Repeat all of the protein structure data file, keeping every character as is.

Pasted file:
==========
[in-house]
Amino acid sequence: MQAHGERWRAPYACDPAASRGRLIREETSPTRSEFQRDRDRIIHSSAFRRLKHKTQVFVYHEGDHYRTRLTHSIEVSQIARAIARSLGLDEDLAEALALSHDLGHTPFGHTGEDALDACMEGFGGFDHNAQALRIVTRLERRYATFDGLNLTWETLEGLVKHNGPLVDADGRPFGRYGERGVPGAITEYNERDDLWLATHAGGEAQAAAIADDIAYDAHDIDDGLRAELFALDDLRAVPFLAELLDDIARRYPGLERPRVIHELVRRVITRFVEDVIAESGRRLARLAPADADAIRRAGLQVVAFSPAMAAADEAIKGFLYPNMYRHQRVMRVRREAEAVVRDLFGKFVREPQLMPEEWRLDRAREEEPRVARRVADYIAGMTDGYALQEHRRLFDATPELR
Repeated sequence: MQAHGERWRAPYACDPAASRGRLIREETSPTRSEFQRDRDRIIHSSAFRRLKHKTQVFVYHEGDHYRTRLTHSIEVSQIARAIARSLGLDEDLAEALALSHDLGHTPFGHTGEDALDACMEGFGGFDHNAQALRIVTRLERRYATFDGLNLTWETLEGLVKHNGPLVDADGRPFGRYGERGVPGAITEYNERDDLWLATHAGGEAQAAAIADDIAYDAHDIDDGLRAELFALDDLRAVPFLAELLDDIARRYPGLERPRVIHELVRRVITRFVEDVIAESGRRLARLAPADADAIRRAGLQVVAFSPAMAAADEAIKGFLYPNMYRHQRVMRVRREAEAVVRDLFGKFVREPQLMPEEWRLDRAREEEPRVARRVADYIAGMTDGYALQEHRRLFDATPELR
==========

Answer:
[in-house]
Amino acid sequence: MQAHGERWRAPYACDPAASRGRLIREETSPTRSEFQRDRDRIIHSSAFRRLKHKTQVFVYHEGDHYRTRLTHSIEVSQIARAIARSLGLDEDLAEALALSHDLGHTPFGHTGEDALDACMEGFGGFDHNAQALRIVTRLERRYATFDGLNLTWETLEGLVKHNGPLVDADGRPFGRYGERGVPGAITEYNERDDLWLATHAGGEAQAAAIADDIAYDAHDIDDGLRAELFALDDLRAVPFLAELLDDIARRYPGLERPRVIHELVRRVITRFVEDVIAESGRRLARLAPADADAIRRAGLQVVAFSPAMAAADEAIKGFLYPNMYRHQRVMRVRREAEAVVRDLFGKFVREPQLMPEEWRLDRAREEEPRVARRVADYIAGMTDGYALQEHRRLFDATPELR
Repeated sequence: MQAHGERWRAPYACDPAASRGRLIREETSPTRSEFQRDRDRIIHSSAFRRLKHKTQVFVYHEGDHYRTRLTHSIEVSQIARAIARSLGLDEDLAEALALSHDLGHTPFGHTGEDALDACMEGFGGFDHNAQALRIVTRLERRYATFDGLNLTWETLEGLVKHNGPLVDADGRPFGRYGERGVPGAITEYNERDDLWLATHAGGEAQAAAIADDIAYDAHDIDDGLRAELFALDDLRAVPFLAELLDDIARRYPGLERPRVIHELVRRVITRFVEDVIAESGRRLARLAPADADAIRRAGLQVVAFSPAMAAADEAIKGFLYPNMYRHQRVMRVRREAEAVVRDLFGKFVREPQLMPEEWRLDRAREEEPRVARRVADYIAGMTDGYALQEHRRLFDATPELR